Is David Wright still worth $20 million?

David WrightIn comparing 2016 team payrolls, the Mets sit squarely in the middle, ranked 15th of 30 teams. At the top are the Dodgers ($248 million) and Yankees ($228 million), followed by the Red Sox and Tigers, each just a whisker under $200 million. The next group of teams with payrolls ranging from $158 million to $172 million includes the Rangers, Angels, Cubs and Giants.

This top tier of eight expensive teams is off-set by a bottom tier of frugal teams that includes the Brewers ($64 million), Rays ($67 million) and Marlins ($74 million), all with payrolls roughly equivalent to two Zack Grienkes. The only other three teams below $95 million are the small market A’s and the rebuilding Reds, Phillies and Braves.

The next tier from the bottom includes seven teams with payrolls ranging from $96 million to $105 million. This group includes the Astros, Indians, Diamondbacks, Pirates, Padres, and Twins.  The Rockies and White Sox sit at $113 and $114 million respectively. Square in the middle of the pack, with payrolls ranging from $130 million to $150 million are the Royals, Mets ($135,188,085), Blue Jays, Mariners, Nationals, Cardinals and Orioles.

The top teams all have something in common – dead wood contracts. Yes, three-time Cy Young Award winner Clayton Kershaw has a monster salary, but by WAR standards, ROI and every other standard you can think of, he’s worth every nickel. The reason the Dodgers payroll is out of control is because they’re paying hasbeen Carl Crawford and the injured Andre Ethier a combined $39 million. The Yankees are paying the once great and now pretty lousy CC Sabathia $25 million this year.

The Mets have no such albatross, despite recent discussions about David Wright. While we are all concerned about the ability of our captain to play through spinal stenosis, declining range and power, it’s far too early to lump our $20 million dollar player into the hasbeen category. Wright is still just 33 and, though in limited time, did play reasonably well last season. Wright also plays an important role as a clubhouse leader and team ambassador. While hard to quantify, that’s got to be worth something. He still sells jerseys too. Hopefully, he can stay reasonably healthy in 2016, play a solid third base and give us a good OBP and a fair number of doubles and homers. Wright is our second highest paid player this season behind Yoenis Cespedes.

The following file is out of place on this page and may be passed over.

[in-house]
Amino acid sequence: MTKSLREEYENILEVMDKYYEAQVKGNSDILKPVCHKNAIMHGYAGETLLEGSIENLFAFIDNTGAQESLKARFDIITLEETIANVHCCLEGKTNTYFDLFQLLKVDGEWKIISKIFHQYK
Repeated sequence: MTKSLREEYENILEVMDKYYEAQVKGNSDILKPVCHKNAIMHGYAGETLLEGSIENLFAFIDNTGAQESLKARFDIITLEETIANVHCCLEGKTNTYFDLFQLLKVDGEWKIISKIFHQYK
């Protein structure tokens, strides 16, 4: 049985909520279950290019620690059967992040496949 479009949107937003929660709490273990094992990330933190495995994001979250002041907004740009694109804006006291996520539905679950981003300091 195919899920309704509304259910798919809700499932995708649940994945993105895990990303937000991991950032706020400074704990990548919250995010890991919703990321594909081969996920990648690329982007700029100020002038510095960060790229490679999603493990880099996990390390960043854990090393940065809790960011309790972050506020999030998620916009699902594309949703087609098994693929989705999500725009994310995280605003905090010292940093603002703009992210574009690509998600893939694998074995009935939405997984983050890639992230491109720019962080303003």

Is our unpredictable 2015 savior really worth the $27.5 million we’ll be paying him this season? We’ll find out. But, as we know, Cespedes’ value transcends his on-field performance. For one thing, the ROI is tremendous. From the moment the Mets front office shocked their fans and the baseball world by ponying up the big bucks to bring back Cespedes, ticket sales increased significantly. It delivered a clear message to fans that ownership was committed to winning. Cespedes is also a drawing card, the type of exciting player that people pay to see. Additionally, Cespedes provides a feared right-handed power bat that balances our lineup and offers those hitting around him the opportunity to see better pitches to hit. David Wright and Lucas Duda, in particular, benefit greatly from having him in the lineup.

The next highest paid Met in 2016 is Curtis Granderson at $16 million. After the season he had last year, and the way he’s established himself in the leadoff spot, in the locker room and as an all-around good guy, few would argue with this value. After the big three, the Mets are paying a combined $26 million for our veteran shortstop combo and fifth starter. These are reasonable sums, as are the arbitration awards to Lucas Duda, Matt Harvey, Jeurys Familia and Addison Reed and the modest salaries for free agents Antonio Bastardo and Alejandro de Aza and Jerry Blevins. Juan Lagares is earning $2.5 million, reasonable even for a fourth outfielder. The rest of the roster is all earning below $1 million for the 2016 season.